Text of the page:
During forming, the workpiece is stressed beyond its elastic limit and thus plastically deformed. A distinction is made between the following process groups:
  • Forming under compressive conditions according to DIN 8583 (rolling, free-forming, swaging, indenting, pushing through),
  • Forming under a combination of tensile and compressive conditions according to DIN 8584 (drawing through constricted tool orifices, deep drawing, spinning, forming by raising, upset bulging, hydroforming),
  • Forming under tensile conditions according to DIN 8585 (stretch reducing, bulge forming, stretch forming),
  • Forming by bending according to DIN 8586 (with straight-line or with rotating tool movement),
  • Forming under sheering conditions according to DIN 8587 (twisting, shifting).

In addition, there are other forming processes such as vault structuring, crumpling, high-pressure torsion and the Guerin process.

Cold and hot forming

In sheet metal working, a distinction is made between cold forming and hot forming.

In cold forming, the deformation takes place well below the recrystallization temperature of the material, usually at room temperature. This means that higher forming forces are required. The dislocations and residual stresses in the metal lattice caused by cold forming result not only in an increase in hardness and yield strength but also in a change in the magnetic and electrical properties. The initial permeability and electrical conductivity are reduced. In the case of steel, permanent magnetization is possible. Other advantages of cold forming are:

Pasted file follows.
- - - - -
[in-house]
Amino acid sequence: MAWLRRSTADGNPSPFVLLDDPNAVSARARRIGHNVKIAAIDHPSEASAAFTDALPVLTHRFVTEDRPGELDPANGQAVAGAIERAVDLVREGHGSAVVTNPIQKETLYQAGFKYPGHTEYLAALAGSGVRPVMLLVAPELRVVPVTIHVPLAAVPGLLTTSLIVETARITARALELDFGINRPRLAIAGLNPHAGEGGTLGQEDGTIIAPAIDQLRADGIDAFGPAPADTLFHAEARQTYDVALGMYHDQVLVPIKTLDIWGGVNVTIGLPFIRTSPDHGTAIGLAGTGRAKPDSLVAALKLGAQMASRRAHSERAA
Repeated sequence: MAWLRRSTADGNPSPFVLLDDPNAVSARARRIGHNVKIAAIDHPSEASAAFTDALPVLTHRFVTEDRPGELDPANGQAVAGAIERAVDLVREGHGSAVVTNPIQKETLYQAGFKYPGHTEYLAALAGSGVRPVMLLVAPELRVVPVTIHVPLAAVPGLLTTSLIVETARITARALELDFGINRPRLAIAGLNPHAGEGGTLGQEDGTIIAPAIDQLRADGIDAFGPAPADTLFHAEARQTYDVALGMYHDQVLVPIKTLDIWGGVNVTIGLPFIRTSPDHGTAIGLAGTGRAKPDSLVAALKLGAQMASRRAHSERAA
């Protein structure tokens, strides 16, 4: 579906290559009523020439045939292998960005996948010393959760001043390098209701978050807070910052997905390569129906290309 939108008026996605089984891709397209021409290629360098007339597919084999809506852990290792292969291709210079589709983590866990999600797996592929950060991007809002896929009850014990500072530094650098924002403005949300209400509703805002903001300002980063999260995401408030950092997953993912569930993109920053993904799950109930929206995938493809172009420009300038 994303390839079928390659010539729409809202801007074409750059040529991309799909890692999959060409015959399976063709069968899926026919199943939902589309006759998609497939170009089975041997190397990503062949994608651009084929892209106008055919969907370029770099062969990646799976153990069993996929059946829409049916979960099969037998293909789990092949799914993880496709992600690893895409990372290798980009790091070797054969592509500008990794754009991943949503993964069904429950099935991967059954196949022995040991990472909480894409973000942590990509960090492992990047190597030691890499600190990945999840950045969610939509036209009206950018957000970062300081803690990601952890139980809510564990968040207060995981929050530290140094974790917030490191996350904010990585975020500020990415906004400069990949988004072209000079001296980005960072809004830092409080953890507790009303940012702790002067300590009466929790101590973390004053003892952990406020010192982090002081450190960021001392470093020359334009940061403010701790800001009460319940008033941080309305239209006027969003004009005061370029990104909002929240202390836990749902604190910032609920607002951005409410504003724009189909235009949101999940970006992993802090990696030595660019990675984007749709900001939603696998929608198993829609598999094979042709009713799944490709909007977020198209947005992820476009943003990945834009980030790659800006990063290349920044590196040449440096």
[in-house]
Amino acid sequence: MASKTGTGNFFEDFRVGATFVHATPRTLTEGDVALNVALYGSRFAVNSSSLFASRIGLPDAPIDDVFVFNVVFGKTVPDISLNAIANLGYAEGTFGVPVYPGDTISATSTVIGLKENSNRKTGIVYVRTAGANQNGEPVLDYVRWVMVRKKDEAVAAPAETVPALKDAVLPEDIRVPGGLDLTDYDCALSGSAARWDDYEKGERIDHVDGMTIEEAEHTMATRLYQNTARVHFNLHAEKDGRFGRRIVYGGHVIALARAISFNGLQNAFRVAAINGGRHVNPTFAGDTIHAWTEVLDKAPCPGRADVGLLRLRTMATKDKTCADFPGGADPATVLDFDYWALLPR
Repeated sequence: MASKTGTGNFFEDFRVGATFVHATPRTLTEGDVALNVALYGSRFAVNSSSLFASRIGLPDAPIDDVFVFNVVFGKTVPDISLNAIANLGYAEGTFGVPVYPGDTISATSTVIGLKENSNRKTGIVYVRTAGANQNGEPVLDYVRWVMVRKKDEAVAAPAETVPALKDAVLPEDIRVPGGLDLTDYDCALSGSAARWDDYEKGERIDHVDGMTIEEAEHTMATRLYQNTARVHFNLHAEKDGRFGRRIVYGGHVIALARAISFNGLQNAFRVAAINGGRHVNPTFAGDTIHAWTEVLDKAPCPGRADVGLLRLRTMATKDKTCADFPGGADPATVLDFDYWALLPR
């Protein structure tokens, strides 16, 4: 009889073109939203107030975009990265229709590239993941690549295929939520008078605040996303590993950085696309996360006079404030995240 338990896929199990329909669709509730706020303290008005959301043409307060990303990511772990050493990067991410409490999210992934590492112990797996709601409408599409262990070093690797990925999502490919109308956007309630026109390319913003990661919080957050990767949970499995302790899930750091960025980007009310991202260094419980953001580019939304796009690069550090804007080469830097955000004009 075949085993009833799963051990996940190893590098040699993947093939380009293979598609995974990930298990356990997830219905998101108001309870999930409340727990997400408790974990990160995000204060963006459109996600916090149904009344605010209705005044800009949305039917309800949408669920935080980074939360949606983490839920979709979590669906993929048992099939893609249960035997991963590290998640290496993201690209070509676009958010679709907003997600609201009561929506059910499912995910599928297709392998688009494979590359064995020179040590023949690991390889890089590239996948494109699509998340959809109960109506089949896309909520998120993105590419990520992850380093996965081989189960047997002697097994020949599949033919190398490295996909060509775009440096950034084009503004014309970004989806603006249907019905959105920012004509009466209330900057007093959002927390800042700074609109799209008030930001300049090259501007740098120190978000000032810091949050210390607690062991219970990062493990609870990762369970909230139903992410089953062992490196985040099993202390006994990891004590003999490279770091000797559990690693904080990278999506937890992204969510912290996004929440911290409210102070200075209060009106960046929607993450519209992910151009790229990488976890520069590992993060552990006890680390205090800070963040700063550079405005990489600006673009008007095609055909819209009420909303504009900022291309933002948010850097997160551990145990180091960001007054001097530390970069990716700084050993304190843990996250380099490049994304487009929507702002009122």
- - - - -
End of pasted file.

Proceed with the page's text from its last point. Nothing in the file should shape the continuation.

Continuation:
• Possibility to achieve tight dimensional tolerances,
  • Increase in the strength of the material,
  • Reduction of ductility, and
  • No scaling of the surface.

The main cold forming processes include:

  • Cold rolling,
  • Deep drawing,
  • Bending,
  • Drifting,
  • Peening,
  • Hammering, and
  • Pressing.

Hot forming comprises all forming steps which take place above the recrystallization temperature of the material. The hardening that takes place during forming is accompanied by recovery and softening processes in the material. As a result, high degrees of forming are possible despite low forming forces. The following points must be taken into account during hot forming:

  • Hot forming has poorer dimensional tolerances and surface finishes than cold forming,
  • Hot forming leads to slightly scaled surfaces.

Methods of hot forming include:

  • Forging,
  • Hot rolling,
  • Mold hardening,
  • Extrusion.